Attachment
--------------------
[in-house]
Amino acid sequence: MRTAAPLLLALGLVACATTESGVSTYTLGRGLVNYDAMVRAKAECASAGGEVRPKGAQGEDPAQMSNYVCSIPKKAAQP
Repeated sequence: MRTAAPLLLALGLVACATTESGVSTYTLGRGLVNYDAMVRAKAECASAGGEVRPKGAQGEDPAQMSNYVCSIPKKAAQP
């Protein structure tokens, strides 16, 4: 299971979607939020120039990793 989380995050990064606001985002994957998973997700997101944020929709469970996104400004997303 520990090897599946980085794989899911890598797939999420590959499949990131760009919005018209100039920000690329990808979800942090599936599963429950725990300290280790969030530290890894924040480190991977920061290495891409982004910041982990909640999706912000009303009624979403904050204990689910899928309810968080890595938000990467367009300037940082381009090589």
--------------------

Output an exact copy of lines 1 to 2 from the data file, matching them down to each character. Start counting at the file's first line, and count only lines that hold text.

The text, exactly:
[in-house]
Amino acid sequence: MRTAAPLLLALGLVACATTESGVSTYTLGRGLVNYDAMVRAKAECASAGGEVRPKGAQGEDPAQMSNYVCSIPKKAAQP